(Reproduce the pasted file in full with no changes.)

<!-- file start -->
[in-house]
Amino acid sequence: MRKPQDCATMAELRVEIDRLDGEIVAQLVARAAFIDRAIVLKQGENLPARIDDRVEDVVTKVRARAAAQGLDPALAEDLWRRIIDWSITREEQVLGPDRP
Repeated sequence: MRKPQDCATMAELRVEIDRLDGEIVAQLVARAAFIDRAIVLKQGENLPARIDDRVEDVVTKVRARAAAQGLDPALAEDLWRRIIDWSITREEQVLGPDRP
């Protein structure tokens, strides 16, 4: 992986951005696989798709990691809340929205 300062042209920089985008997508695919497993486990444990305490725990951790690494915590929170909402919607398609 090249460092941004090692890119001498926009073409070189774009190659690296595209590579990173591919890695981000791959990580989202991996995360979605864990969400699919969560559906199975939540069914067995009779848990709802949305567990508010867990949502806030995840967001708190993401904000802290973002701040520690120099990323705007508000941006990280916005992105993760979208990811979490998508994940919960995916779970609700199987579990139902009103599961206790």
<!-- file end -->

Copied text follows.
[in-house]
Amino acid sequence: MRKPQDCATMAELRVEIDRLDGEIVAQLVARAAFIDRAIVLKQGENLPARIDDRVEDVVTKVRARAAAQGLDPALAEDLWRRIIDWSITREEQVLGPDRP
Repeated sequence: MRKPQDCATMAELRVEIDRLDGEIVAQLVARAAFIDRAIVLKQGENLPARIDDRVEDVVTKVRARAAAQGLDPALAEDLWRRIIDWSITREEQVLGPDRP
């Protein structure tokens, strides 16, 4: 992986951005696989798709990691809340929205 300062042209920089985008997508695919497993486990444990305490725990951790690494915590929170909402919607398609 090249460092941004090692890119001498926009073409070189774009190659690296595209590579990173591919890695981000791959990580989202991996995360979605864990969400699919969560559906199975939540069914067995009779848990709802949305567990508010867990949502806030995840967001708190993401904000802290973002701040520690120099990323705007508000941006990280916005992105993760979208990811979490998508994940919960995916779970609700199987579990139902009103599961206790």